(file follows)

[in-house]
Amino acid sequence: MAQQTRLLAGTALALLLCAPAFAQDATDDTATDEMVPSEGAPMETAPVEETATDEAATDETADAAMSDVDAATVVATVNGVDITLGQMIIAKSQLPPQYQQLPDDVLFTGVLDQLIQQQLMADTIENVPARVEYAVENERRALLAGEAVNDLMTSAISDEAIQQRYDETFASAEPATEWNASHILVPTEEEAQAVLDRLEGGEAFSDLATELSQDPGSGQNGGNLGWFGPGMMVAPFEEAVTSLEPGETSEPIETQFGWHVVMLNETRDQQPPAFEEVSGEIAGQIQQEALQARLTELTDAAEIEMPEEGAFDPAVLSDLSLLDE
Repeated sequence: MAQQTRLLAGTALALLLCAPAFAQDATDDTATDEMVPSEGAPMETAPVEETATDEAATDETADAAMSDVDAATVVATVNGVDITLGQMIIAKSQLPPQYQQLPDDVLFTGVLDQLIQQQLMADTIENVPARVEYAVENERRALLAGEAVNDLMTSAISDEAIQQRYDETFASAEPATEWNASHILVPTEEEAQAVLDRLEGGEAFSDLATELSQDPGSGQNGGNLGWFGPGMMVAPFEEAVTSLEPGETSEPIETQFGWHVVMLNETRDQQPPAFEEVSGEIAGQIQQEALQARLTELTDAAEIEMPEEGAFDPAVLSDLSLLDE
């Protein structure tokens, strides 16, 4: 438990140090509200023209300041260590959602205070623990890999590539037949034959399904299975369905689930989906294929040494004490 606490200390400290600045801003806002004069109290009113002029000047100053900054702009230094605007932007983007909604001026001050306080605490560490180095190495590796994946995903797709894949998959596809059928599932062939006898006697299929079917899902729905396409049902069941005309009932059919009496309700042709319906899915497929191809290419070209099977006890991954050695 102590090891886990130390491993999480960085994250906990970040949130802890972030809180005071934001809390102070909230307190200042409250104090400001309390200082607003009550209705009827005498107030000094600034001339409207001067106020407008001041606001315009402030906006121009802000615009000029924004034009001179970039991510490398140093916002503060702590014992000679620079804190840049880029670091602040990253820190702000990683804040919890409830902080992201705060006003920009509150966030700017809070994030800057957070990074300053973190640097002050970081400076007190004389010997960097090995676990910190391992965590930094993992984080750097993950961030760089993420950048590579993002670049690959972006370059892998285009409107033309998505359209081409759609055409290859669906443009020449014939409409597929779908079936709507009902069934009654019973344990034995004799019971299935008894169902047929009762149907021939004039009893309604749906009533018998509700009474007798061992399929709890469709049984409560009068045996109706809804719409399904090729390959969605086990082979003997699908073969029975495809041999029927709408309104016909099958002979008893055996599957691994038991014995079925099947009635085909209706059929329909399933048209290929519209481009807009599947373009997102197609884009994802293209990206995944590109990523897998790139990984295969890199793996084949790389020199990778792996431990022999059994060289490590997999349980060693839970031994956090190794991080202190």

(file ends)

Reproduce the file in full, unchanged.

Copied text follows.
[in-house]
Amino acid sequence: MAQQTRLLAGTALALLLCAPAFAQDATDDTATDEMVPSEGAPMETAPVEETATDEAATDETADAAMSDVDAATVVATVNGVDITLGQMIIAKSQLPPQYQQLPDDVLFTGVLDQLIQQQLMADTIENVPARVEYAVENERRALLAGEAVNDLMTSAISDEAIQQRYDETFASAEPATEWNASHILVPTEEEAQAVLDRLEGGEAFSDLATELSQDPGSGQNGGNLGWFGPGMMVAPFEEAVTSLEPGETSEPIETQFGWHVVMLNETRDQQPPAFEEVSGEIAGQIQQEALQARLTELTDAAEIEMPEEGAFDPAVLSDLSLLDE
Repeated sequence: MAQQTRLLAGTALALLLCAPAFAQDATDDTATDEMVPSEGAPMETAPVEETATDEAATDETADAAMSDVDAATVVATVNGVDITLGQMIIAKSQLPPQYQQLPDDVLFTGVLDQLIQQQLMADTIENVPARVEYAVENERRALLAGEAVNDLMTSAISDEAIQQRYDETFASAEPATEWNASHILVPTEEEAQAVLDRLEGGEAFSDLATELSQDPGSGQNGGNLGWFGPGMMVAPFEEAVTSLEPGETSEPIETQFGWHVVMLNETRDQQPPAFEEVSGEIAGQIQQEALQARLTELTDAAEIEMPEEGAFDPAVLSDLSLLDE
């Protein structure tokens, strides 16, 4: 438990140090509200023209300041260590959602205070623990890999590539037949034959399904299975369905689930989906294929040494004490 606490200390400290600045801003806002004069109290009113002029000047100053900054702009230094605007932007983007909604001026001050306080605490560490180095190495590796994946995903797709894949998959596809059928599932062939006898006697299929079917899902729905396409049902069941005309009932059919009496309700042709319906899915497929191809290419070209099977006890991954050695 102590090891886990130390491993999480960085994250906990970040949130802890972030809180005071934001809390102070909230307190200042409250104090400001309390200082607003009550209705009827005498107030000094600034001339409207001067106020407008001041606001315009402030906006121009802000615009000029924004034009001179970039991510490398140093916002503060702590014992000679620079804190840049880029670091602040990253820190702000990683804040919890409830902080992201705060006003920009509150966030700017809070994030800057957070990074300053973190640097002050970081400076007190004389010997960097090995676990910190391992965590930094993992984080750097993950961030760089993420950048590579993002670049690959972006370059892998285009409107033309998505359209081409759609055409290859669906443009020449014939409409597929779908079936709507009902069934009654019973344990034995004799019971299935008894169902047929009762149907021939004039009893309604749906009533018998509700009474007798061992399929709890469709049984409560009068045996109706809804719409399904090729390959969605086990082979003997699908073969029975495809041999029927709408309104016909099958002979008893055996599957691994038991014995079925099947009635085909209706059929329909399933048209290929519209481009807009599947373009997102197609884009994802293209990206995944590109990523897998790139990984295969890199793996084949790389020199990778792996431990022999059994060289490590997999349980060693839970031994956090190794991080202190």